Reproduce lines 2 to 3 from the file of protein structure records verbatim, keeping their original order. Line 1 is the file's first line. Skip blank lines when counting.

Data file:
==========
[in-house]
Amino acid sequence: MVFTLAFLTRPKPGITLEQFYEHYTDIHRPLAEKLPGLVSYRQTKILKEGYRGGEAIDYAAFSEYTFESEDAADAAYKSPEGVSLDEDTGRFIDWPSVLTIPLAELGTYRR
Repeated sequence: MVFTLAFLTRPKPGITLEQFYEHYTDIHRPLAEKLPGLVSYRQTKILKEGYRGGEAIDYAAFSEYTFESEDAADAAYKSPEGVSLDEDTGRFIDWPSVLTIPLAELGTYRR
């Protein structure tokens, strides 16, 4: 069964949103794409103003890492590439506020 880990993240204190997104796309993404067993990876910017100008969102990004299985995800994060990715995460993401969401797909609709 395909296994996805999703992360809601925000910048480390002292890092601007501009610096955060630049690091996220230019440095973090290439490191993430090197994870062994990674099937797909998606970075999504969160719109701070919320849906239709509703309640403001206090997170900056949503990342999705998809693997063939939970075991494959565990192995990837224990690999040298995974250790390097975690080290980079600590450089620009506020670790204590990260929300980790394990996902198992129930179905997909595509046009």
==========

Amino acid sequence: MVFTLAFLTRPKPGITLEQFYEHYTDIHRPLAEKLPGLVSYRQTKILKEGYRGGEAIDYAAFSEYTFESEDAADAAYKSPEGVSLDEDTGRFIDWPSVLTIPLAELGTYRR
Repeated sequence: MVFTLAFLTRPKPGITLEQFYEHYTDIHRPLAEKLPGLVSYRQTKILKEGYRGGEAIDYAAFSEYTFESEDAADAAYKSPEGVSLDEDTGRFIDWPSVLTIPLAELGTYRR